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Finland unveils first gender neutral fire station

The small town of Sysmä in southern Finland is home to Finland’s first gender neutral fire station.

Sammutusasu Sysmän vanhalla paloasemalla
Firefighters' changing rooms are gender-neutral in Sysmä. Image: Marjo Pirilä /Yle

Sysmä’s new fire house features individual dressing rooms and shower stalls to enhance inclusion as all firefighters can wash at the same time.

“We planned this facility 40 years into the future. We believe fire stations will see more gender equality in the coming years,” Taneli Rasmus, a former technical director for the municipality told Yle.

Mira Leinonen, who chairs the Women in Fire and Rescue Services Commission, an international network, says Finland has room for improvement in this area.

“Finland’s oldest fire stations date to the 1800s. At some, cleaning cupboards have served as women’s changing rooms,” she explained.

Enhancing women’s inclusion

Jorma Sainio from Sysmä’s voluntary fire department said women and men at the station used to take turns showering.

But it’s this type of exclusion that Leinonen says is a problem.

“When a rescue operation is finished, firefighters head straight to the shower, at the same time often discussing their last job. Women are excluded from these conversations,” Leinonen explained.

Being excluded weakens group cohesion and dampens work satisfaction. Leinonen said international studies show these are reasons women often leave the profession.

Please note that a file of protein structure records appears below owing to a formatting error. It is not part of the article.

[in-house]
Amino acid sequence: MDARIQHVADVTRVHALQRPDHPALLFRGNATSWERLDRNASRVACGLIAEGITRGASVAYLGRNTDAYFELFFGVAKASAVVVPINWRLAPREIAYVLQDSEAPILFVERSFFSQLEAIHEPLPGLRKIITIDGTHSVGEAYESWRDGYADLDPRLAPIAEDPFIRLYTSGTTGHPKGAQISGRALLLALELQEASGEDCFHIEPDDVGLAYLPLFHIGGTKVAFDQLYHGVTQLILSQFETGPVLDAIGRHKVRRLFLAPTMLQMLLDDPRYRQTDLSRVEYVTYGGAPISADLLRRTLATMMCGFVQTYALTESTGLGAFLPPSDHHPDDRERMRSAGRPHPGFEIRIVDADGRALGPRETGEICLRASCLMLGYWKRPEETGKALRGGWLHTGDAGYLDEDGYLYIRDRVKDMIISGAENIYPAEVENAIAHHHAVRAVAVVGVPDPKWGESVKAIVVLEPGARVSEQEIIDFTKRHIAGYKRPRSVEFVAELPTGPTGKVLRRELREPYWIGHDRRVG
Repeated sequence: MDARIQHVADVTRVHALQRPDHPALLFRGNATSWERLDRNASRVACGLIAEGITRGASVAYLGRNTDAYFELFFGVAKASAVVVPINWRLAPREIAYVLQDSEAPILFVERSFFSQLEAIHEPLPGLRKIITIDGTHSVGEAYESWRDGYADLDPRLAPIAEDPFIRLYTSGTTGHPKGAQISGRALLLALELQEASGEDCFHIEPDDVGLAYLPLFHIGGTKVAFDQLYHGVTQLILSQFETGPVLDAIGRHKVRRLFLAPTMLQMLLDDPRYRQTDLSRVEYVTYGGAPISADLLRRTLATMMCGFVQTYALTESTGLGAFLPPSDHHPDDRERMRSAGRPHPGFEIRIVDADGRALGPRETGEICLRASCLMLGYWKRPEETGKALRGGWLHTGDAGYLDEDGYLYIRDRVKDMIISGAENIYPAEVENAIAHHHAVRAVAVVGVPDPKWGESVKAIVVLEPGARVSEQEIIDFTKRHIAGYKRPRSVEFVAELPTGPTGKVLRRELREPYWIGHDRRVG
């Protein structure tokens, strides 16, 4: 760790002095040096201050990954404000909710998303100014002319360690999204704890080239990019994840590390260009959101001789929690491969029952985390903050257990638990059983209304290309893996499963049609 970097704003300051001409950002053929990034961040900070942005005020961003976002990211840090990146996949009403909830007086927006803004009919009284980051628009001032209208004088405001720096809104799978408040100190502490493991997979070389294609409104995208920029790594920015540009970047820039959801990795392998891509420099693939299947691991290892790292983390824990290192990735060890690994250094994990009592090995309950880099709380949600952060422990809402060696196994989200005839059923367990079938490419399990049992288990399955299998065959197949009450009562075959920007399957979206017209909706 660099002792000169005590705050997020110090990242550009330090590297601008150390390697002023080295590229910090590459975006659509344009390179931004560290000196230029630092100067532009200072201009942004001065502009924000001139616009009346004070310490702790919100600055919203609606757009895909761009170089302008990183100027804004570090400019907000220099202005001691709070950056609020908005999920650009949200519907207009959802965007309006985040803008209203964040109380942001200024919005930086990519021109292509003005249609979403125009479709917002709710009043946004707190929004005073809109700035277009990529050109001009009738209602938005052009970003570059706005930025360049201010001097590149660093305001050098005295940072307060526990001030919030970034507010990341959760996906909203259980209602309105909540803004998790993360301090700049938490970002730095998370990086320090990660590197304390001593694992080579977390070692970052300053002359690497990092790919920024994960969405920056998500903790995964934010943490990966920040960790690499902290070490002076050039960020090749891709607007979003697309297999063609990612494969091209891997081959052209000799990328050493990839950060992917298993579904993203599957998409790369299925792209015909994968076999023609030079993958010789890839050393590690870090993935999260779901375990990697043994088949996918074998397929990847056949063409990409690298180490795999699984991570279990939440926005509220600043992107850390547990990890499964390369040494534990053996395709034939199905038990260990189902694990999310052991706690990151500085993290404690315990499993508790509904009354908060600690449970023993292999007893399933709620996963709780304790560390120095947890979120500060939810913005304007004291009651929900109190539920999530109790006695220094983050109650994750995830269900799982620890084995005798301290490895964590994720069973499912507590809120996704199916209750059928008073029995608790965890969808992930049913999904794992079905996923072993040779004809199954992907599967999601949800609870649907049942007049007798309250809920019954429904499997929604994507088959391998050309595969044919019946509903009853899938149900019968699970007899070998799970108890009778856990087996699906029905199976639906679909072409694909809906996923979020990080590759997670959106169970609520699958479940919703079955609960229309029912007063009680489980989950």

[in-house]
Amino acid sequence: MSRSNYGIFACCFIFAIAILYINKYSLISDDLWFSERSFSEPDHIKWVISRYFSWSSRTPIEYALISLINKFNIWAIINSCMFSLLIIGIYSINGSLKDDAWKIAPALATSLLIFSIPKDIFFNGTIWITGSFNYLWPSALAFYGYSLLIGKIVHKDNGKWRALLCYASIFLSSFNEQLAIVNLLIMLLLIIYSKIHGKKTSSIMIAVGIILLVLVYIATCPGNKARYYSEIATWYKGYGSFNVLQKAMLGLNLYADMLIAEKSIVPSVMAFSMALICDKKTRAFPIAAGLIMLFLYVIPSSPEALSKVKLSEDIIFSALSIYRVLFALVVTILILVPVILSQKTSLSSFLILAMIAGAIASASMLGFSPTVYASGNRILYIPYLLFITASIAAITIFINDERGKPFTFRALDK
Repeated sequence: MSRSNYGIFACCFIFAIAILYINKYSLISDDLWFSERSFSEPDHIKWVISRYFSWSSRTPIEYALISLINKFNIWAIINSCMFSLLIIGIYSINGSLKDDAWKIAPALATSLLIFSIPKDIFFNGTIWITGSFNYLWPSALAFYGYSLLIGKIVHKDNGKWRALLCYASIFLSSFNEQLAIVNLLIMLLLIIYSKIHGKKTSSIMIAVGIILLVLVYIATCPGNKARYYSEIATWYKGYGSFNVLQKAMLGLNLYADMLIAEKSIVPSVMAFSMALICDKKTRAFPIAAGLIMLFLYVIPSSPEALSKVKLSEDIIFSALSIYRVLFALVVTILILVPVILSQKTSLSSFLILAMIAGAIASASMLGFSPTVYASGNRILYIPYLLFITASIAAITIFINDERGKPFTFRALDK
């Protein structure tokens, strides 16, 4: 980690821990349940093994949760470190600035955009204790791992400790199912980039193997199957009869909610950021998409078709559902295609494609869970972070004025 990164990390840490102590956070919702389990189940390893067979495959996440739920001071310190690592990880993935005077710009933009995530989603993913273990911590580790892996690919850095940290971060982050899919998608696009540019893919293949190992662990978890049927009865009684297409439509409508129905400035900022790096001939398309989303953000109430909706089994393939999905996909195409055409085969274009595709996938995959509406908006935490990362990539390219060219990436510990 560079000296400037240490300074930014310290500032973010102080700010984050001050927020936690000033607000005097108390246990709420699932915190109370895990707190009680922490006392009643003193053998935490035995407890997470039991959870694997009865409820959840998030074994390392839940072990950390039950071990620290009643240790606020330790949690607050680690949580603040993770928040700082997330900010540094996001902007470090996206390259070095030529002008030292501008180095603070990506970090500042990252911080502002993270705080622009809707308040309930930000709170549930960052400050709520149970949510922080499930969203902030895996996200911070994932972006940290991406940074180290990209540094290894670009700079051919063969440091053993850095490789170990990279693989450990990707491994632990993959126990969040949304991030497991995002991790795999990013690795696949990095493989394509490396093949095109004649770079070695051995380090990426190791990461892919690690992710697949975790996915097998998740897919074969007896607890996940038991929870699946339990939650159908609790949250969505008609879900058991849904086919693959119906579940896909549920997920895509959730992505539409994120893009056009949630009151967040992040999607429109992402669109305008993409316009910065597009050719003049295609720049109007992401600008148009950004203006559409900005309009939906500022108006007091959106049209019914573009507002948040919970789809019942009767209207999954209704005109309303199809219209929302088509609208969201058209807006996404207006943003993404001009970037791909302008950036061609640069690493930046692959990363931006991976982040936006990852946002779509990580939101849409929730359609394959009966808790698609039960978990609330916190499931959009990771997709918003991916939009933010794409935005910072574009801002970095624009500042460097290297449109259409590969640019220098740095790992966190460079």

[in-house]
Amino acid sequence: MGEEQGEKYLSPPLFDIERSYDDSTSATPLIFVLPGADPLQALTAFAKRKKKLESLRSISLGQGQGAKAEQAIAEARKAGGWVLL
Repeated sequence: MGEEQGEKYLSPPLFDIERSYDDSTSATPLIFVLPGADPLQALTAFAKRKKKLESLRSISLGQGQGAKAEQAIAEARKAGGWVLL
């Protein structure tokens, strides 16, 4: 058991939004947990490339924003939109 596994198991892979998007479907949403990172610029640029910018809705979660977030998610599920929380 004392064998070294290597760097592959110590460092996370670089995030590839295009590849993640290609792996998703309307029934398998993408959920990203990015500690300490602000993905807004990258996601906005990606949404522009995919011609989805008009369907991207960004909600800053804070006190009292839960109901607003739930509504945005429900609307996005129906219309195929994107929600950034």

But at Sysmä, women will no longer have to wait for the men to finish their shower first. At the new station everyone can hit the showers at the same time thanks to the installment of private dressing and shower cabins.

Uniform fit

But Leinonen points out the changing rooms aren’t the only area where women have been overlooked. Pregnant firefighters often struggle with their uniforms.

“One woman firefighter had already had her baby by the time she received a uniform that fit her,” Leinonen added.

That said, small women also have trouble wearing clothing and gear designed for men, particularly as uniforms should fit snugly for safety reasons.

The whole sector is built on the premise of a male norm. The structures, gear and attitudes need to change for women to want to join and remain in this field, according to Leinonen.

“Rescue services are for everyone, so it would be strange if our personnel didn’t reflect society as a whole,” Leinonen explained.

In Finland, some 30 women work as fire chiefs and ten percent of contract firefighters are female.

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